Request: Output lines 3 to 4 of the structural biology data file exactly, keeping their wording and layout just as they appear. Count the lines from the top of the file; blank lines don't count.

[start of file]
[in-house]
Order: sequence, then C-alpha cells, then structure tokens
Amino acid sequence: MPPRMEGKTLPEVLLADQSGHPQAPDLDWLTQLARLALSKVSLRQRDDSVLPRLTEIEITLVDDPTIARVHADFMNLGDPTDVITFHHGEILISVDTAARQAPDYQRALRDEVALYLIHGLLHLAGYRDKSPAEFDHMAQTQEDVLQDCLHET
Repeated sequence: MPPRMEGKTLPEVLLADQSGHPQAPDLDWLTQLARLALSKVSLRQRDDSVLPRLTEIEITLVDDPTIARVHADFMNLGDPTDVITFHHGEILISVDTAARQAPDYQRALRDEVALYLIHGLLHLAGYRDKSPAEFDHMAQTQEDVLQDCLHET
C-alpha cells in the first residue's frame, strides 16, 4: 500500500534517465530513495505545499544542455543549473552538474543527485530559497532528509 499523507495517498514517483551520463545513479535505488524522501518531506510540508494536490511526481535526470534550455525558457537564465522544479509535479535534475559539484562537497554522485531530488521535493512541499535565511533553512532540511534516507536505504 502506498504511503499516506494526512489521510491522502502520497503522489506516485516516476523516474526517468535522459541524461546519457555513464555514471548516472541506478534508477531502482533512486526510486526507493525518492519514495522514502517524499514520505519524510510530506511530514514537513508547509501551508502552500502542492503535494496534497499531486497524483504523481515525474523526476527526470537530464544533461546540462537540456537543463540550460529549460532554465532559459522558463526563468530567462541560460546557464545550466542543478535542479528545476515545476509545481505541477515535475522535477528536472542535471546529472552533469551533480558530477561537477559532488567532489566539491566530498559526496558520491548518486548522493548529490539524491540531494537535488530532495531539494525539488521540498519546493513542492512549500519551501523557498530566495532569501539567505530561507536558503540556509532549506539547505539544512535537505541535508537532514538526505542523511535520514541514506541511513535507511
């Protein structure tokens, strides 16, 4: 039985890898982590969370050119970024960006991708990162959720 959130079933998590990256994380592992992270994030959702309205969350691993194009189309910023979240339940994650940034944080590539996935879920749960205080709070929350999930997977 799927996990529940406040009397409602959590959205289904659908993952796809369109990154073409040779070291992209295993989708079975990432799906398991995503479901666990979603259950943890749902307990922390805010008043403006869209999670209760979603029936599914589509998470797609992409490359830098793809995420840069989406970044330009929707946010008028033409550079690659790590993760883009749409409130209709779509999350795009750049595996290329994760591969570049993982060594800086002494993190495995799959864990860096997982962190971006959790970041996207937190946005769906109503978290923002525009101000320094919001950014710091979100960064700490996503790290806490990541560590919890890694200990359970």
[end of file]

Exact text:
Amino acid sequence: MPPRMEGKTLPEVLLADQSGHPQAPDLDWLTQLARLALSKVSLRQRDDSVLPRLTEIEITLVDDPTIARVHADFMNLGDPTDVITFHHGEILISVDTAARQAPDYQRALRDEVALYLIHGLLHLAGYRDKSPAEFDHMAQTQEDVLQDCLHET
Repeated sequence: MPPRMEGKTLPEVLLADQSGHPQAPDLDWLTQLARLALSKVSLRQRDDSVLPRLTEIEITLVDDPTIARVHADFMNLGDPTDVITFHHGEILISVDTAARQAPDYQRALRDEVALYLIHGLLHLAGYRDKSPAEFDHMAQTQEDVLQDCLHET